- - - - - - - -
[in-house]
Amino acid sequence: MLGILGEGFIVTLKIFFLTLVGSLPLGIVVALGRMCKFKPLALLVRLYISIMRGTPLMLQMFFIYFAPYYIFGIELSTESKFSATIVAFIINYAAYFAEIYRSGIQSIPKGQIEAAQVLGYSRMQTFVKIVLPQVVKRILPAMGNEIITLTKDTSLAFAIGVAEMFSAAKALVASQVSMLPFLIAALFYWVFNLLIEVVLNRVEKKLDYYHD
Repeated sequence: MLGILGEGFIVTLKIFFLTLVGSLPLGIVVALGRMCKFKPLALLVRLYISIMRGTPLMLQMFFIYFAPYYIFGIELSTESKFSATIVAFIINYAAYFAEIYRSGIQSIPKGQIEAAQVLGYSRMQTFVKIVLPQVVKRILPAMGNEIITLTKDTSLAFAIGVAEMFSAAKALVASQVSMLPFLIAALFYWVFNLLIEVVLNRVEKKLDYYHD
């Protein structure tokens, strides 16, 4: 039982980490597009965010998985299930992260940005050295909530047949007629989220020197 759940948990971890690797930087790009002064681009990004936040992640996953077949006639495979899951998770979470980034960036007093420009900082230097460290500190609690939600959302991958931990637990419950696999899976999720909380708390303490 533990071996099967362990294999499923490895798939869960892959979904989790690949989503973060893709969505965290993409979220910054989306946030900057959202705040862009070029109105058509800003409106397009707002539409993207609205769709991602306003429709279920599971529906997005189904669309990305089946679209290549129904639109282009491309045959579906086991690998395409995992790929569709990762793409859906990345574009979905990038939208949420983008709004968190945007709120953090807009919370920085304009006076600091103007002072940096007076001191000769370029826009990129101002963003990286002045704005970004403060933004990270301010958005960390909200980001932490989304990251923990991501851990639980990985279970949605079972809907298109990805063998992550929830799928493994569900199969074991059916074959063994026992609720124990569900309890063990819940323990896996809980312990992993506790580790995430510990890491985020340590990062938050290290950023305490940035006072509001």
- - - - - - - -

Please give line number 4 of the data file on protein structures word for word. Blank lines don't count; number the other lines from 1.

């Protein structure tokens, strides 16, 4: 039982980490597009965010998985299930992260940005050295909530047949007629989220020197 759940948990971890690797930087790009002064681009990004936040992640996953077949006639495979899951998770979470980034960036007093420009900082230097460290500190609690939600959302991958931990637990419950696999899976999720909380708390303490 533990071996099967362990294999499923490895798939869960892959979904989790690949989503973060893709969505965290993409979220910054989306946030900057959202705040862009070029109105058509800003409106397009707002539409993207609205769709991602306003429709279920599971529906997005189904669309990305089946679209290549129904639109282009491309045959579906086991690998395409995992790929569709990762793409859906990345574009979905990038939208949420983008709004968190945007709120953090807009919370920085304009006076600091103007002072940096007076001191000769370029826009990129101002963003990286002045704005970004403060933004990270301010958005960390909200980001932490989304990251923990991501851990639980990985279970949605079972809907298109990805063998992550929830799928493994569900199969074991059916074959063994026992609720124990569900309890063990819940323990896996809980312990992993506790580790995430510990890491985020340590990062938050290290950023305490940035006072509001």